Tuesday, April 25, 2017

New study suggests role of protein Rab32 in multiple sclerosis

Of new work by Professor Paul Eggleton and colleagues in multiple sclerosis, Science Daily reported on 24 April 2017:

The joint Exeter-Alberta research team was the first to combine clinical and laboratory experiments to explain how mitochondria becomes defective in people with MS. Using human brain tissue samples , they found that a protein called Rab32 is present in large quantities in the brains of people with MS, but is virtually absent in healthy brain cells.

Where Rab32 is present, the team discovered that a part of the cell that stores calcium (endoplasmic reticulum or ER) gets too close to the mitochondria. The resulting miscommunication with the calcium supply triggers the mitochondria to misbehave, ultimately causing toxicity for brain cells people with MS.

From MedicalNewsToday:

In their new investigation, the researchers study a protein called Rab32, which is known to be involved in certain mitochondrial processes.

They found that levels of Rab32 are much higher in the brains of people with MS and hardly detectable in brains of people without the disease.

They also discovered that the presence of Rab32 coincides with disruption to a communication system that causes mitochondria to malfunction, causing toxic effects in the brain cells of people with MS.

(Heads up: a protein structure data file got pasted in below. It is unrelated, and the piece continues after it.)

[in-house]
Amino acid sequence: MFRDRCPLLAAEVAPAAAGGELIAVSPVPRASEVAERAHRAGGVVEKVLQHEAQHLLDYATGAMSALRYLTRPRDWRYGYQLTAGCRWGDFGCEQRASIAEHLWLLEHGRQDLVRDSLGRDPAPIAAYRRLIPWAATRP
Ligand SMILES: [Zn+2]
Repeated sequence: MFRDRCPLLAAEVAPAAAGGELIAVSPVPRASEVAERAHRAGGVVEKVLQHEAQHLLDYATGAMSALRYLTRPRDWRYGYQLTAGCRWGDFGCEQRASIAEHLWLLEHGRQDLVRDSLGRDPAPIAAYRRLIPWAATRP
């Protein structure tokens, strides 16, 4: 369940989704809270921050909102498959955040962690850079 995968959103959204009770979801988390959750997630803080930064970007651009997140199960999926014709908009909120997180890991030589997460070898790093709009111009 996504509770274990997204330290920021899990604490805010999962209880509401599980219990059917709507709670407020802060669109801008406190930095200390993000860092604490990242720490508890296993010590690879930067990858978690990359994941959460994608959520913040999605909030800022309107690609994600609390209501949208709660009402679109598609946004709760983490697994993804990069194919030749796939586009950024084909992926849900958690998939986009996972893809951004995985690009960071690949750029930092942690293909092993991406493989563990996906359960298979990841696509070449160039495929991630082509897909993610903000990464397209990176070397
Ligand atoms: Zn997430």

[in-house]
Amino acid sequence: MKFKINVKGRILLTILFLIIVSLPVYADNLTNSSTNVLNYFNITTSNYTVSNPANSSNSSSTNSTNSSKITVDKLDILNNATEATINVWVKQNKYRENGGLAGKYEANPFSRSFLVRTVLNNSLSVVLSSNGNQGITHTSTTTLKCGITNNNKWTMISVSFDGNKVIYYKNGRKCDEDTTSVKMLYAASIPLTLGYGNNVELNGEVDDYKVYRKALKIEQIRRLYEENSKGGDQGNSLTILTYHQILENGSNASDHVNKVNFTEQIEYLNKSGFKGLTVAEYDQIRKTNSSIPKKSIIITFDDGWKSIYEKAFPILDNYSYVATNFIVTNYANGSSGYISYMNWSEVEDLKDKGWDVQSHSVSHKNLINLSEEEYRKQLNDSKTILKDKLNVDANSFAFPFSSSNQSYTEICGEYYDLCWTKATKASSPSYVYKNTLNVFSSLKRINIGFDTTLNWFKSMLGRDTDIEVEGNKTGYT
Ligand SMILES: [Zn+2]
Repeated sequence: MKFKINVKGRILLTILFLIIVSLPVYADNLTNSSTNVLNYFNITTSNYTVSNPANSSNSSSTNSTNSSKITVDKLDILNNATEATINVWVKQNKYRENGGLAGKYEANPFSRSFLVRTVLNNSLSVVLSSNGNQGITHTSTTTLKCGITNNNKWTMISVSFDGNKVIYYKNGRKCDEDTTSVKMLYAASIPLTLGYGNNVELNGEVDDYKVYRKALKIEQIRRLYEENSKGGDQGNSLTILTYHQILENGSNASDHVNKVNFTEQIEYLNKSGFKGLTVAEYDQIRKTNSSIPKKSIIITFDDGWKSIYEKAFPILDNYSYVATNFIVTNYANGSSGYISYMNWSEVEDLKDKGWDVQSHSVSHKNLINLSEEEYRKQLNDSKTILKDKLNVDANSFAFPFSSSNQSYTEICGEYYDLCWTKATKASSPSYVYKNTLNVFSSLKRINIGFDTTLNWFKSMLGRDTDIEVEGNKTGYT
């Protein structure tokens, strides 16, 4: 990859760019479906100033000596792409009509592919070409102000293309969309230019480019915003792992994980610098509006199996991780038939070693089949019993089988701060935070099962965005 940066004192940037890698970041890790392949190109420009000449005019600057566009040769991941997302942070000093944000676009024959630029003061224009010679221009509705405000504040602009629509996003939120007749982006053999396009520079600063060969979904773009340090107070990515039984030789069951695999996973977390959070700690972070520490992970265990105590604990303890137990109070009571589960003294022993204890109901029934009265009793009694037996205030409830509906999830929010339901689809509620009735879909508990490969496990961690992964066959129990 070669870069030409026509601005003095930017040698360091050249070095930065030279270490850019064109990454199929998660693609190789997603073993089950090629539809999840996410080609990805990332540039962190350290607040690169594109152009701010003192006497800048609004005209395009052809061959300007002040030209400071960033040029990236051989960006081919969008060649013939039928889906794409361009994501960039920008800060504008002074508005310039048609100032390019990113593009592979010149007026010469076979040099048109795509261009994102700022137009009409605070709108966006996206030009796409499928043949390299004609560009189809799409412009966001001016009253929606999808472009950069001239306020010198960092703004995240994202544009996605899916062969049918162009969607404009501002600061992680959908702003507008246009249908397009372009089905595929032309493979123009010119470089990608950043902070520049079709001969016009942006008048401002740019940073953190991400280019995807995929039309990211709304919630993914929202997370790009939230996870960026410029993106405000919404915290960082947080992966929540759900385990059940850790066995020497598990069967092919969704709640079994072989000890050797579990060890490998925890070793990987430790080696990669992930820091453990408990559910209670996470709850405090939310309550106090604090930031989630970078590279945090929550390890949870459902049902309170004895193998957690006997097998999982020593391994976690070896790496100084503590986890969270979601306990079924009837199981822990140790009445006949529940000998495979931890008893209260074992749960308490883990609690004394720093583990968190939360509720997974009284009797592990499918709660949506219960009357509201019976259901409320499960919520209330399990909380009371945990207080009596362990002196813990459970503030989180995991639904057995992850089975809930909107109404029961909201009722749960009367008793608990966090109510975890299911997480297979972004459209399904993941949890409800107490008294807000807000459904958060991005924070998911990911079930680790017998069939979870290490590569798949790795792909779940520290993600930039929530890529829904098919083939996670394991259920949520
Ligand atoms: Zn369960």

link: http://www.medicalnewstoday.com/articles/317077.php

The journal citation:

Yohannes Haile, Xiaodan Deng, Carolina Ortiz-Sandoval, Nasser Tahbaz, Aleksandra Janowicz, Jian-Qiang Lu, Bradley J. Kerr, Nicholas J. Gutowski, Janet E. Holley, Paul Eggleton, Fabrizio Giuliani, Thomas Simmen. Rab32 connects ER stress to mitochondrial defects in multiple sclerosis. Journal of Neuroinflammation, 2017; 14 (1) DOI: 10.1186/s12974-016-0788-z

Note also the 2012 paper:

Expression profiling of Rab GTPases reveals the involvement of Rab20 and Rab32 in acute brain inflammation in mice
Neuroscience Letters 527(2):110-4 ยท August 2012


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